New Tricks

The 30-year-old Wine Society wants to regain the spotlight.

One of my most agreeable memories of life in Seattle is of a sunny August evening under the arches of the Pacific Science Center. The occasion was a party celebrating the foundation of a society to promote interest in and appreciation of wines made in the Pacific Northwest. A heady feeling pervaded the crowd that night—a sense of new beginnings and a rosy future.

Even the most optimistic attendee surely couldn't have guessed just how rosy the future would actually turn out to be. There were no more than half a dozen serious winemakers in the Northwest at the time, and Washington was known to the wine world, if at all, as a producer of cheap, sweet, high-alcohol beverages targeted to the curbstone trade. Thanks in no small measure to that fledging Enological Society, wine is now one of Washington's most widely known agricultural products, with a growing prestige even beyond the boundaries of North America.

The success of Washington wine has not been entirely kind to the organization founded back in 1974. The number of institutions vying for the attention of the wine crowd has grown faster than the crowd itself. Not a day of the week passes without a tasting at a wine shop or supermarket; restaurants compete to craft tasting menus to accompany flights from high-end wineries. Above all, the state-subsidized Washington Wine Commission looms over the scene with its huge Taste Washington and Auction of Washington Wines events. The Enological Society began to vanish beneath the luxurious overgrowth.

That's why last year the group embarked on a plan to refocus itself for a more competitive era. One of the first consequences: eliminating the rather daunting "Enological" and changing the organization's name to the straight­forward "Seattle Wine Society." There was no need to reconfigure the society's monthly tasting program, which routinely draws hundreds of eager tasters. It was the group's annual Wine & Food Festival that stood in need of rebranding to distinguish it from the competition. This year's 30th anniversary celebration on Saturday, Aug. 7, kicks off the campaign: to make the Wine Society a bridge for wine lovers who want to get beyond mere consuming and tasting to a deeper appreciation and knowledge of the world of wine.

The festival has always offered attendees an extraordinary opportunity to match their own tastes against those of some of the region's and world's most refined wine palates. In the days immediately preceding the festival, expert tasters convene to sample and evaluate 200 Northwest wines—about a fifth of the region's production—and, after often vigorous argument, award the finest gold, silver, and bronze medals. Since tastes and wine styles differ, the judges aren't required to award just one gold in the chardonnay category, for example; a big fat, oaky chard and a lean, acidic, stainless-steel-matured version can both wear golds round their necks if both are remarkable expressions of the winemakers' art.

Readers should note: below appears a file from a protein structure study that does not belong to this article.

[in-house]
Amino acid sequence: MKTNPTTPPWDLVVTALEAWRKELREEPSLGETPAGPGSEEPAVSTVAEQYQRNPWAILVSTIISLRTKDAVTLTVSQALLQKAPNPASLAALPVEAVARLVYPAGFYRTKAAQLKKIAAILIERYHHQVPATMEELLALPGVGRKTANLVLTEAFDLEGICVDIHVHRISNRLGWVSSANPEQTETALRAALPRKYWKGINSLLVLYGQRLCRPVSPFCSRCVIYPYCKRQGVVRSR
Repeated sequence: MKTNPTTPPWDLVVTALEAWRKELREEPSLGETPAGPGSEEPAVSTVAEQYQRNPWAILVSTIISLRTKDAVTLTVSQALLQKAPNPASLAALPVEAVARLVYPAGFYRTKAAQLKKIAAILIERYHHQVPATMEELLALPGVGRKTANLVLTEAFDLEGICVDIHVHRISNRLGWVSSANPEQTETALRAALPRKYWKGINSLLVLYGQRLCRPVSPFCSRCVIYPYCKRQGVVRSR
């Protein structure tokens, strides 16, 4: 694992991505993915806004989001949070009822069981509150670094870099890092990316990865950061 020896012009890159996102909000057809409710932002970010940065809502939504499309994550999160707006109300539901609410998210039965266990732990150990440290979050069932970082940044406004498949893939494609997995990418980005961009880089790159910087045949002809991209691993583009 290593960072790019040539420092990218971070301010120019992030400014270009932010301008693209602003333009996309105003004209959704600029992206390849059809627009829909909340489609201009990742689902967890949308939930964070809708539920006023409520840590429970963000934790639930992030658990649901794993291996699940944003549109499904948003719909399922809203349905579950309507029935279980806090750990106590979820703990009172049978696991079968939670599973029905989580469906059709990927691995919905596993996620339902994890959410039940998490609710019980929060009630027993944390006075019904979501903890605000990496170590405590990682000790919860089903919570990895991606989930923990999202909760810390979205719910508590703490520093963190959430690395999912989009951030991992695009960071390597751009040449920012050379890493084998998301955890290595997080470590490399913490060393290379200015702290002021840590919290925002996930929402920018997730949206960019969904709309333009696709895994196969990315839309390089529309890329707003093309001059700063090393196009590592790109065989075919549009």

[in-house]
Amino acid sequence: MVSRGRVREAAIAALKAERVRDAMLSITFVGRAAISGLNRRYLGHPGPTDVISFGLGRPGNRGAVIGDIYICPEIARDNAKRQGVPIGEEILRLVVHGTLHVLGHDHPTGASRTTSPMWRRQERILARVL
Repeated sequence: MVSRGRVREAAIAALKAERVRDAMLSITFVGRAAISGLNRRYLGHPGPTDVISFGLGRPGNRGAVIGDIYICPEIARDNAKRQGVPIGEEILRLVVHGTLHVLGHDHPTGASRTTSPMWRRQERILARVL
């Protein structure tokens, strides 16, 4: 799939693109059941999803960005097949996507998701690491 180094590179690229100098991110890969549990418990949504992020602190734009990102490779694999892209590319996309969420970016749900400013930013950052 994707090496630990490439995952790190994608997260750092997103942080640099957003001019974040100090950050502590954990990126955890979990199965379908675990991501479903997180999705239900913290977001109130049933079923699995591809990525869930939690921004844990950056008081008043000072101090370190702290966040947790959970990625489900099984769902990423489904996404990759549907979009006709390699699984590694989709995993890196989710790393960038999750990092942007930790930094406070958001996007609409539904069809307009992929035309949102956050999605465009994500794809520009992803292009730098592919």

Every medal winner—every wine tasted, in fact—is available for festival attendees to sample. There's no need to buy a bottle on the strength of an expert's rating; find out in advance if your idea of what chardonnay ought to taste like matches that of the professionals. If it does, so much the better—you'll be able to trust the ratings and descriptions in the trade publications when you go shopping. If your palate is a maverick, an event like the festival is even more valuable. (I had to learn the hard, expensive way that when Wine Spectator gives a California chardonnay 94 points, I should keep my wallet firmly in my pocket.)

The newly refocused Wine Society is planning to supplement its ongoing monthly tastings with other public events focused on more broadly educational topics. Even the most casual wine drinker is immeasurably more sophisticated today than 30 years ago, but winemakers' sophistication has grown even more, and the information gap between maker and consumer has opened almost too far to bridge. To take chardonnay as an example once more: Perhaps the most significant influence on a chard's impact, apart from oak or no-oak aging, is so-called malolactic fermentation; but without at least a little understanding of the microbiology of winemaking, the term is so much buzz, and reference books are singularly unhelpful on the subject.

Likewise the dozens of diseases and conditions which can deprive wine of aroma and flavor: There's no way reading about "cork taint" will train you to recognize it. Seminars with sympathetic, experienced teachers can turn you into a happier wine drinker and help you spot the boasters and phonies who prosper by exploiting the consumer's timidity about expressing honest opinions. If you've been thinking about getting more serious about wine, the 30th anniversary Wine & Food Festival would be a good place to start. See you there?

rdowney@seattleweekly.com

 
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